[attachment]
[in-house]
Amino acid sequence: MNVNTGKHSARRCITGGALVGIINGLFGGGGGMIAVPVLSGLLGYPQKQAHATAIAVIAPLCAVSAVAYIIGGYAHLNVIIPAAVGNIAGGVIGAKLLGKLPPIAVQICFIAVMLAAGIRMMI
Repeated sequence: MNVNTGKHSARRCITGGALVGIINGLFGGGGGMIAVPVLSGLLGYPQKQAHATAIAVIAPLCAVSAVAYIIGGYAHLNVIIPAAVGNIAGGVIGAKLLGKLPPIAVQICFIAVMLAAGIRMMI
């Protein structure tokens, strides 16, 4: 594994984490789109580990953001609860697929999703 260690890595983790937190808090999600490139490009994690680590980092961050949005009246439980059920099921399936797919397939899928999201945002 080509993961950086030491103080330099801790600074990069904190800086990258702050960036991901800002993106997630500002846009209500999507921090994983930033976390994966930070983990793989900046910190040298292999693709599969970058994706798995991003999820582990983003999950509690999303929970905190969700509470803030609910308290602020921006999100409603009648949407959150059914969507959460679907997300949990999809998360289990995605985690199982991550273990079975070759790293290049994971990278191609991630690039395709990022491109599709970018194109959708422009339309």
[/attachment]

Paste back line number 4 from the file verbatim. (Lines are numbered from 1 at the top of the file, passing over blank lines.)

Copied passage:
């Protein structure tokens, strides 16, 4: 594994984490789109580990953001609860697929999703 260690890595983790937190808090999600490139490009994690680590980092961050949005009246439980059920099921399936797919397939899928999201945002 080509993961950086030491103080330099801790600074990069904190800086990258702050960036991901800002993106997630500002846009209500999507921090994983930033976390994966930070983990793989900046910190040298292999693709599969970058994706798995991003999820582990983003999950509690999303929970905190969700509470803030609910308290602020921006999100409603009648949407959150059914969507959460679907997300949990999809998360289990995605985690199982991550273990079975070759790293290049994971990278191609991630690039395709990022491109599709970018194109959708422009339309």